Obama rides economy to White House

3 out of 5 voters say it's their top concern, as the country faces the worst crisis since the Great Depression.

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By Steve Hargreaves, CNNMoney.com staff writer

President-elect Barack Obama addresses supporters in Chicago upon his election.

NEW YORK (CNNMoney.com) -- In the face of what's arguably the darkest economic outlook since the Great Depression, voters say the economy was overwhelmingly the most important issue in this historic election, and was clearly an advantage to President-elect Barack Obama.

About 62% of voters named the economy as the No. 1 issue, according to exit polls.

The Iraq war, at 10%, ranked a distant second among top concerns. Terrorism and health care rounded out the top four, garnering 9% each.

By comparison, in 2006 voters ranked Iraq as their top concern, and in 2004 it was terrorism.

The economy played a central role in key battleground states, and helped hand the victory to Obama.

In Florida, 62% of voters polled said the economy was the top issue. Of those, 56% voted for Obama, and 42% voted for Republican nominee John McCain.

In Ohio, 61% of those polled said the economy was issue number one, with 54% voting for Obama and 44% choosing McCain.

With a potentially severe recession looming at home, the country fighting a two-front war overseas, and a deeply unpopular sitting president, the 2008 election is projected to shatter voter turnout records.

The election would have been historic no matter who won.

The Republican vice presidential nominee, Sarah Palin, would have been the first female to hold that office.

But ultimately it's Obama who CNN projects has won this election to become the first African-American in the Oval Office.

Bounce from economy

The faltering economy is thought to have given a boost to the Democratic contender Obama.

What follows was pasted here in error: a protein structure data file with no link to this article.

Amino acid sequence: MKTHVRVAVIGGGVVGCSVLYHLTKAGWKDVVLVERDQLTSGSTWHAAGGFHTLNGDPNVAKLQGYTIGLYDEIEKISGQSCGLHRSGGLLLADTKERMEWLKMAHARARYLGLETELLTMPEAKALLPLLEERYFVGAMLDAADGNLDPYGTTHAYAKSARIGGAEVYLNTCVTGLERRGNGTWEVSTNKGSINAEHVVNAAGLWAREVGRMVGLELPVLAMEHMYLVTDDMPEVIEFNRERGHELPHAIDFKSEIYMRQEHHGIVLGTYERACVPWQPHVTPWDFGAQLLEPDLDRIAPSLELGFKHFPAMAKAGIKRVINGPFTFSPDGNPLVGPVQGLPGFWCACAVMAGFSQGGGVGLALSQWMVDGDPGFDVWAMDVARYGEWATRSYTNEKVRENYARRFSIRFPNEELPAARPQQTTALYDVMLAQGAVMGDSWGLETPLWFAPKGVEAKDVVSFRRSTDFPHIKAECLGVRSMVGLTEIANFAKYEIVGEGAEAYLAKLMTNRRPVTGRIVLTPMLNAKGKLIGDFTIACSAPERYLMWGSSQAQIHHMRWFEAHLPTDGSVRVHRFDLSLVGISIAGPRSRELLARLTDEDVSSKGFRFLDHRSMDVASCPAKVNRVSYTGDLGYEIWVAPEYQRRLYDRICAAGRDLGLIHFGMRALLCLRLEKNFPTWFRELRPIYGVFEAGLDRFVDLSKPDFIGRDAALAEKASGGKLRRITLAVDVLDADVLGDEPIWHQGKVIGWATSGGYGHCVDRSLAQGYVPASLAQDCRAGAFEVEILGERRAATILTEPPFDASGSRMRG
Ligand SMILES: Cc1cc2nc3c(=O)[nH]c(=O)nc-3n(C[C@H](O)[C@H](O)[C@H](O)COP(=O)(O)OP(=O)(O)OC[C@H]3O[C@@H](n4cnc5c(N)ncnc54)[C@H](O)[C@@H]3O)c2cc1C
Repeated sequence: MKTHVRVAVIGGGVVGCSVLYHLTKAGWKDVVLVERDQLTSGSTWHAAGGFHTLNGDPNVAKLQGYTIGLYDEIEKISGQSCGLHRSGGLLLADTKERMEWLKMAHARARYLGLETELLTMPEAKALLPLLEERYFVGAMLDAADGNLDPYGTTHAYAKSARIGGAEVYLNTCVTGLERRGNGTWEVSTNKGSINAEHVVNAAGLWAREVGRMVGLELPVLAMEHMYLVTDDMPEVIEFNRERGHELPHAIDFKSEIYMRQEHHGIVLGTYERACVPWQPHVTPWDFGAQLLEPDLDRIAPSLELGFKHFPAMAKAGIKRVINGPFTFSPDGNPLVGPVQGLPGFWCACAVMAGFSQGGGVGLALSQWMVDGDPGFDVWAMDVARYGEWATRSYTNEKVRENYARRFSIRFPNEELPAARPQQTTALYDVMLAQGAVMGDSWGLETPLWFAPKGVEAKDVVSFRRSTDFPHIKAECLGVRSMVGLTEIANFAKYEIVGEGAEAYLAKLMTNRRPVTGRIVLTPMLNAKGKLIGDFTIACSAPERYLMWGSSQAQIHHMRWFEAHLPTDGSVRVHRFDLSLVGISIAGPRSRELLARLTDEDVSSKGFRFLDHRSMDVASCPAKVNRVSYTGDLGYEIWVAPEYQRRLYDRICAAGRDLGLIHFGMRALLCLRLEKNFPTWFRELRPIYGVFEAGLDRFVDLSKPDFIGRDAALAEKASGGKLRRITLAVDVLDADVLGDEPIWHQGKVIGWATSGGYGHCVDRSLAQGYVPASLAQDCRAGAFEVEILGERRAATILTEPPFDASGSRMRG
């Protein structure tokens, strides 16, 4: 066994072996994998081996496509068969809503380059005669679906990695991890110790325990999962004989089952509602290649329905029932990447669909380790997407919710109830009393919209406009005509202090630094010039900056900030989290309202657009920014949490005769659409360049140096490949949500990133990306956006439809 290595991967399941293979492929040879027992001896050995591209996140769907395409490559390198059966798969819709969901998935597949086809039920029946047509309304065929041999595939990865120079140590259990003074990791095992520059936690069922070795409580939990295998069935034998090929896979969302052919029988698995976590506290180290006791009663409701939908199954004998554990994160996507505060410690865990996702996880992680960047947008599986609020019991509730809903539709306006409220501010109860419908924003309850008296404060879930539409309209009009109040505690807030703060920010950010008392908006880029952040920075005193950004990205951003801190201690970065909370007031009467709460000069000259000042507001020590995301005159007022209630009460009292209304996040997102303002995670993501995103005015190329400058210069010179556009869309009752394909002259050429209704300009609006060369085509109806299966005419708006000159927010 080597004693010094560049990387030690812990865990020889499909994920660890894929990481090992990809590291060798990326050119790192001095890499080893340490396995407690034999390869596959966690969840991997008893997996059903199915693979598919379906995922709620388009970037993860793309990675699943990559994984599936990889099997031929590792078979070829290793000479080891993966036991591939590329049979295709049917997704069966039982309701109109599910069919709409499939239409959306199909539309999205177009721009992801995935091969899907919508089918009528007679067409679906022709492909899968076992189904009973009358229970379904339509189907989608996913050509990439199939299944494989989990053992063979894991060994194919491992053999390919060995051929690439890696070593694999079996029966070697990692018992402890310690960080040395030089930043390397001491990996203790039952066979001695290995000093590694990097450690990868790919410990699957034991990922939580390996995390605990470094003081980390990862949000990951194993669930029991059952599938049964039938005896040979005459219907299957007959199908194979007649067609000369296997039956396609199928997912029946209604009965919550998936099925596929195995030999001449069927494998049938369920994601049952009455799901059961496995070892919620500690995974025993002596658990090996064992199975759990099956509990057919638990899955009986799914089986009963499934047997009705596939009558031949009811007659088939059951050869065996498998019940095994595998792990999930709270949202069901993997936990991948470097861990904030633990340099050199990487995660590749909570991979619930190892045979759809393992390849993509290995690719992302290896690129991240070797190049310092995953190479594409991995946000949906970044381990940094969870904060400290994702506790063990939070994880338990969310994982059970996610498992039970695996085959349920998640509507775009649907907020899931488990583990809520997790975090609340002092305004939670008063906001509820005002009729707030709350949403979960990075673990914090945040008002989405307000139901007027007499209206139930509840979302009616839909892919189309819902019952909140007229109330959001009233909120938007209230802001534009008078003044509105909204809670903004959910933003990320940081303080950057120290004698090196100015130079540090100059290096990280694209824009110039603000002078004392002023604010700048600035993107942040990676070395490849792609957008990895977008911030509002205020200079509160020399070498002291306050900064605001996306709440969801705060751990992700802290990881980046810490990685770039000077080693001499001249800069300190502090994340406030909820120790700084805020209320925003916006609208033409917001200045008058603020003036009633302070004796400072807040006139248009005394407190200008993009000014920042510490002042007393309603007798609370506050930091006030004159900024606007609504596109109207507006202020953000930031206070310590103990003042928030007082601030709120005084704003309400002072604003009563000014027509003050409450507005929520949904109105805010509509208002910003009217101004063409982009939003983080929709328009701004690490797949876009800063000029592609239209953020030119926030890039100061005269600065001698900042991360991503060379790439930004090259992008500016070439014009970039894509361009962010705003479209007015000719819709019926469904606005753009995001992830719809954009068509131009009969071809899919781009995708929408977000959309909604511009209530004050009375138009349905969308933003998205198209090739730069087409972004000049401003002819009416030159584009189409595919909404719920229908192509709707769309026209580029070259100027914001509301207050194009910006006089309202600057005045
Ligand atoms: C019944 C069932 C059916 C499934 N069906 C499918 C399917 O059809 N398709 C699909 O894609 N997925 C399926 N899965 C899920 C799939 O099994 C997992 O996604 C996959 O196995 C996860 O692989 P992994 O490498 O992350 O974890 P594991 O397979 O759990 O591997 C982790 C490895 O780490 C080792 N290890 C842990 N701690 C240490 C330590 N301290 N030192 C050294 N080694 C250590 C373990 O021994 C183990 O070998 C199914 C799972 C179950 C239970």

Just a few weeks ago the race was nearly even. But as the economic outlook worsened, the polls began shifting in Obama's favor.

Only 7% of those polled Tuesday said the economy was in good shape, while 93% said it was not good.

On the bright side, 47% said the economy should get better in the next year. About 23% said it would get worse, and 26% said it will stay the same.

Many voters said they expect a post-election tax increase, with 49% predicting their taxes will rise no matter who is elected president.

Another 22% said taxes will go up only if Obama wins, and 12% said taxes will go up only if McCain wins.

Only 15% said their taxes will stay the same or go down.

The economy moved center stage in the last leg of the campaign as the two candidates tried to convince voters that they are the best choice to handle the financial crisis.

Over the last two months, the economy dominated headlines as mortgage defaults originating in the United States felled once-mighty banks worldwide and led to a freeze in credit, prompting massive government intervention. Many analysts say this financial crisis is the worst since the Great Depression.

For a worldwide economy already on the rocks, the credit freeze-up could mean a global recession as banks hold on to money and businesses stop hiring workers.

In the United States, a recession is almost all but guaranteed, with many observers saying it could be a particularly rough one that lasts more than a year.

Americans have been hit hard already. Home prices have fallen nearly 20% over the last year and the economy has shed more than 760,000 jobs. High food and, until recently, energy prices have also pinched extra spending money.

-- CNNWires reports were used in compiling this article.

Did you vote for Obama? How do you think the new president will affect your wallet? What do you think Obama needs to do to fix the economy - both in the short run and the long term? What should be first on the new Congress's agenda? E-mail us your thoughts, including your name, photo and contact info; the best answers will be featured in an upcoming CNNMoney.com article.  To top of page

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